Sony, in responding to reports in the press that it has admitted to selling recordings it claimed were sung by Michael Jackson but are in fact fakes, instead directed all questions to a lawyer associated with the deceased King of Pop's estate.
According to widespread accusations, the songs ‘Breaking News,' ‘Keep Your Head Up' and ‘Monster,' on the 2010 Sony release ‘Michael' attributed to Jackson are not him at all, but either a sound-alike singer or some very careful audio software manipulation.
Several fans who purchased the release sued the album's producers — a long list that includes Lenny Kravitz and Neff-U — in a 2014 class-action case, claiming that the three songs in question were not sung by Jackson prior to his death in 2009.
The class-action suit is winding its way through the judicial system and Sony, in a Tuesday statement, now does not quite deny the charges.
"No one has conceded that Michael Jackson did not sing on the songs," noted Zia Modabber, a lawyer representing Jackson's estate, in a carefully worded statement.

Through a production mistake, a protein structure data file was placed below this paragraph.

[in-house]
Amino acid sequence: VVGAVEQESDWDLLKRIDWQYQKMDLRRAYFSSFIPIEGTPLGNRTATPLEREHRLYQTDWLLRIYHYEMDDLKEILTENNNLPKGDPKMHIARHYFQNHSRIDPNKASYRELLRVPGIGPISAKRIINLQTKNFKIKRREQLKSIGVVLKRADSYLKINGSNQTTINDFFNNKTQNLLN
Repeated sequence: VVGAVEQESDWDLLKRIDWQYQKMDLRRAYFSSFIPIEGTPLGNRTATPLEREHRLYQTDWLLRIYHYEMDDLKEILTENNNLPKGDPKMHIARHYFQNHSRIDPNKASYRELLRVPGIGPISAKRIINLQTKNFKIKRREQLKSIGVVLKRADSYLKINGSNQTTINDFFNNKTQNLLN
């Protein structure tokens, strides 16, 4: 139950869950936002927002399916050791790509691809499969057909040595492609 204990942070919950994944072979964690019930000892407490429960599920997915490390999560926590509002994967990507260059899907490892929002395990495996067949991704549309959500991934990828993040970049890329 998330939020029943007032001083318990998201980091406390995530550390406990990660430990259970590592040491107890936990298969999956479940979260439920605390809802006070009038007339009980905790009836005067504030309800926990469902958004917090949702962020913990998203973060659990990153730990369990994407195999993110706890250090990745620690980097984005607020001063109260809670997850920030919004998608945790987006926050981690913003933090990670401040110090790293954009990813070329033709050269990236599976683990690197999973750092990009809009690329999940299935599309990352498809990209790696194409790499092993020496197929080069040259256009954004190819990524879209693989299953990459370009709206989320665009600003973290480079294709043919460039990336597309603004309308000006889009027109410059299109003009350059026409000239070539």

Modabber added that, "The hearing Tuesday was about whether the First Amendment protects Sony Music and the estate," cited by Rolling Stone.
"There has been no ruling on the issue of whose voice is on the recordings," the lawyer claimed.
The Japanese-owned music giant and the Jackson estate are now seen to be defending claims of authenticity with less enthusiasm than previously, according to reports.
Industry watchers note that in December 2017, both defendants agreed that "it might be possible" that the performances by Michael Jackson had been faked, but asserted at the time that the label could not be held responsible for fraud, as the album producers claimed that the singing voice was legitimate.
A judgement on whether the label and the estate can be tried is due within three months, according to Bloomberg.
Michael Jackson is arguably the most successful musical act in history, with an estimated minimum 750 million albums sold as of 2009 — including ‘Thriller,' the highest-selling record of all time — and 13 Grammy Awards, prior to his untimely death at the age of 50, attributed to the misuse of freely-available opioid painkillers and anaesthetics.